Born in Germany, Joseph Pilates was a genius ahead of his time – a pioneer in the field of human anatomy. In his childhood, he used to observe and study the way wild animals moved in the woods, and as an adult he studied nearly every physical discipline, from western methodology to Zen, Yoga and martial arts.
As a fighter is the first world war, Pilates began to develop his technique, which he called Contology, with which he rehabilitated injured fighters. In 1923, at the age of 40, Pilates was asked to help train the new German army, but since he was opposed to the regime he left Germany and emigrated to the USA. On his way there, he met Clara, who later became his wife. Clara was suffering from arthritis at the time, and during their voyage Pilates began to treat her using his method.
When they arrived in New-York, Joseph and Clara opened the first “official” Pilates institute, and began to teach his method to dancers, actors and bohemians. The technique proved itself so fast that many choreographers and dance teachers began to integrate Pilates’ exercises into their dance classes, and the number of his students steadily grew.
What is Pilates
Contrology – that’s what Pilates named the method he invented, a method which combines body, mind and soul. It focuses on the connection between breath and core control, with an emphasis on stability as the basis of free motion.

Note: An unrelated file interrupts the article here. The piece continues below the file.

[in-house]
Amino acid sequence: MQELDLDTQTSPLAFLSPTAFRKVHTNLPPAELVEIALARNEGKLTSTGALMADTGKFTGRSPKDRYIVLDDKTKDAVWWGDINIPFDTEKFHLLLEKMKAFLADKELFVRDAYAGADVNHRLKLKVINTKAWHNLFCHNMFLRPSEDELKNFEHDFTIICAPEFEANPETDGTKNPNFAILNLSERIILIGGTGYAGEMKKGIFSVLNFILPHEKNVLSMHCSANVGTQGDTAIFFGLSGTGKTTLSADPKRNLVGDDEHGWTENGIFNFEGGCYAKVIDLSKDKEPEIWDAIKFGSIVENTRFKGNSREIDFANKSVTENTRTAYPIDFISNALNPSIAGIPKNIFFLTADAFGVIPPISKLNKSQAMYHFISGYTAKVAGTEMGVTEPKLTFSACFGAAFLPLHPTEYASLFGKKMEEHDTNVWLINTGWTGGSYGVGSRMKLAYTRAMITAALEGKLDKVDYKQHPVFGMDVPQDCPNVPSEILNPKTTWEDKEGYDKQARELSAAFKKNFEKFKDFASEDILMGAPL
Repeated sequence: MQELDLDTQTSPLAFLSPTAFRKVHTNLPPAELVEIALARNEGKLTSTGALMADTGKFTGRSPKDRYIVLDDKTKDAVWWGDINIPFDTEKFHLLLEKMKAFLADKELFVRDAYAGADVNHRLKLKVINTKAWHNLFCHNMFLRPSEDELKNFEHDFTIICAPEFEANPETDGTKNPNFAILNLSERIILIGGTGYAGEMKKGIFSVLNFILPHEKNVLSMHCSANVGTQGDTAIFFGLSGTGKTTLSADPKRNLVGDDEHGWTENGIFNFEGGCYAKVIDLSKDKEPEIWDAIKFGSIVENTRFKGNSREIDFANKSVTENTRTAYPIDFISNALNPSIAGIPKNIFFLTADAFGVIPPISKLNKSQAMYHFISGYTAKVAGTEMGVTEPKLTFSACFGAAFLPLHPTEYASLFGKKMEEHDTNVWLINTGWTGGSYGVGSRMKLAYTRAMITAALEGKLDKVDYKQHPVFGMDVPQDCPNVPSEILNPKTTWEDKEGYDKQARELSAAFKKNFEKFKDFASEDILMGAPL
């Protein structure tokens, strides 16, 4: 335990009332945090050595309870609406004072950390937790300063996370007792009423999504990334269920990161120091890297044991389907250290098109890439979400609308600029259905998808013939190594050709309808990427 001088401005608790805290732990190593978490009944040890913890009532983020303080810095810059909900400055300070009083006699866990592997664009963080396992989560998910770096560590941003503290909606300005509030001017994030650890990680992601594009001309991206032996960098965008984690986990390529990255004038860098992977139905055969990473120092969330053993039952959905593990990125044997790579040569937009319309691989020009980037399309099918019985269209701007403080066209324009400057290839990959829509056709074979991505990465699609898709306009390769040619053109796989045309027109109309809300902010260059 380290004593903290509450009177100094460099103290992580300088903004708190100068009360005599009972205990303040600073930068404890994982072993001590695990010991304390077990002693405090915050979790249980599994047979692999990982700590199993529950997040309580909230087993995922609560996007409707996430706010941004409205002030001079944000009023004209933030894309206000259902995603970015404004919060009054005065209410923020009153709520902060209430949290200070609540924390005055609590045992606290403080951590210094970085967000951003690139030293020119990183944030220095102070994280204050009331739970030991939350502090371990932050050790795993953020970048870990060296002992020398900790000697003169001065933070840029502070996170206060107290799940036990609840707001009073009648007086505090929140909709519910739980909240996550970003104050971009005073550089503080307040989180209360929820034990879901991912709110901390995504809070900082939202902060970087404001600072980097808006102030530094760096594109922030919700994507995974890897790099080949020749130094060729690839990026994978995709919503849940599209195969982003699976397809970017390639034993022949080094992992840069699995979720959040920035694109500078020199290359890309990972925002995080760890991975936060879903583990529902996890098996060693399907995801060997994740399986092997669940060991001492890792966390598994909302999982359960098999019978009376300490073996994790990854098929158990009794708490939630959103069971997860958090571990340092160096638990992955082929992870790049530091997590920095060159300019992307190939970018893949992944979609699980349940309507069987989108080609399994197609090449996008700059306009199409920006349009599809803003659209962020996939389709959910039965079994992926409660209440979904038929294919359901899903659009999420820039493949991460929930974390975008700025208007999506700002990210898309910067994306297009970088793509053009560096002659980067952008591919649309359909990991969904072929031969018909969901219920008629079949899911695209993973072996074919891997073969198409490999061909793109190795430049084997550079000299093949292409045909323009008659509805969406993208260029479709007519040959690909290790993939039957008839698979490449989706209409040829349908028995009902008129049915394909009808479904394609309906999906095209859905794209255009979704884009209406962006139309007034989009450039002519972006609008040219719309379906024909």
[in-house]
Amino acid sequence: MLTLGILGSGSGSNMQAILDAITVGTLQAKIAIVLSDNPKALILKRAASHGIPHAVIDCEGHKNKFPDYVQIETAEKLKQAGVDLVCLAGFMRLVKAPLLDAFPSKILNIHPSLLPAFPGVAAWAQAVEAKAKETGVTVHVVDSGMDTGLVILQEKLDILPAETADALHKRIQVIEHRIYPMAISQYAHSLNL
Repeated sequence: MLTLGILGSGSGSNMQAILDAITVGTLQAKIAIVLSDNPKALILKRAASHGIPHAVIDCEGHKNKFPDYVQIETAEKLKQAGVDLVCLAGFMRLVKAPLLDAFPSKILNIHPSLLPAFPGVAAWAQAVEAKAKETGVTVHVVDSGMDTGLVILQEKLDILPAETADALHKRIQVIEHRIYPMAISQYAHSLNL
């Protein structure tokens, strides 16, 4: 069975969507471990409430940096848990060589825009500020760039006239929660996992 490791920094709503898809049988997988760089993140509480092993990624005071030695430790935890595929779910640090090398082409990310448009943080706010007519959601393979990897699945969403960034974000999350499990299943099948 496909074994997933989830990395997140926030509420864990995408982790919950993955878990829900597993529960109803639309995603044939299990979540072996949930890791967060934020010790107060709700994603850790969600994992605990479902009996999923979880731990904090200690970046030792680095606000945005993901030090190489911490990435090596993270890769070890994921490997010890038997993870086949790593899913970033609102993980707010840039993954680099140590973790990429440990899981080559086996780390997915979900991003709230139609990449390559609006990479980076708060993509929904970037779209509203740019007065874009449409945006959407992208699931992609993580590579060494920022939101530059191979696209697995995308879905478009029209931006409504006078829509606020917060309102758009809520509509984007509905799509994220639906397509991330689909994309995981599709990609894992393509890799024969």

As opposed to other forms of exercise, which tend to emphasize muscle strength and bulk, Pilates focuses on utilizing the most efficient muscle groups to enable a given movement or number of movements, which in turn leads to healthier, easier and more efficient motion. In this sense, Pilates is much like Yoga, Ballet and swimming.
Pilates is not just about building strength, but also about strength distribution. As part of the practice, the muscles grow longer and stronger, the body comes into balance, posture improves, energy increases, and we feel ourselves lighter and fitter.
Pilates activates the body’s core: the area between the shoulderblades and the lower pelvic floor muscles. From here, movement and energy flows to the entire body. A few classes are enough to feel a significant change. Through practice and connection with the method, you can feel a huge improvement in physical and mental wellness. The body grows straight and long, and it’s no exaggeration to say that it is accompanied by a state of elation.
The Principles of Pilates
Breath – an important and central principle of Pilates. The breath is essential in each and every movement in Pilates.
Focus – every exercise requires concentration and full attention to the body’s position and alignment.
Flow – the Pilates exercises tie into each other, creating a continuous sequence.
Control – every exercise is performed with full control and precision.
Emphasis on body core – core muscles are the most important muscles in the body, they anchor and stabilize it.